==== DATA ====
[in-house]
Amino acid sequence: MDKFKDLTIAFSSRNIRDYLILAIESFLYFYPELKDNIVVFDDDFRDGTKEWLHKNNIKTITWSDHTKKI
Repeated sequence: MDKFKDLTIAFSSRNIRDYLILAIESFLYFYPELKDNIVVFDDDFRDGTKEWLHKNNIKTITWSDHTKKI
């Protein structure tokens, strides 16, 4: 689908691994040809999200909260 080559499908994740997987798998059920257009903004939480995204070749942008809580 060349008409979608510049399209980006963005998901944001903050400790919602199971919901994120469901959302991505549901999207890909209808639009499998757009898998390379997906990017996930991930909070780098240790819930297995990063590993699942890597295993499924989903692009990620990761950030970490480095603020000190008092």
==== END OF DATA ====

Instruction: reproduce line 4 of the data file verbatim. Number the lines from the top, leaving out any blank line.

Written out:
């Protein structure tokens, strides 16, 4: 689908691994040809999200909260 080559499908994740997987798998059920257009903004939480995204070749942008809580 060349008409979608510049399209980006963005998901944001903050400790919602199971919901994120469901959302991505549901999207890909209808639009499998757009898998390379997906990017996930991930909070780098240790819930297995990063590993699942890597295993499924989903692009990620990761950030970490480095603020000190008092």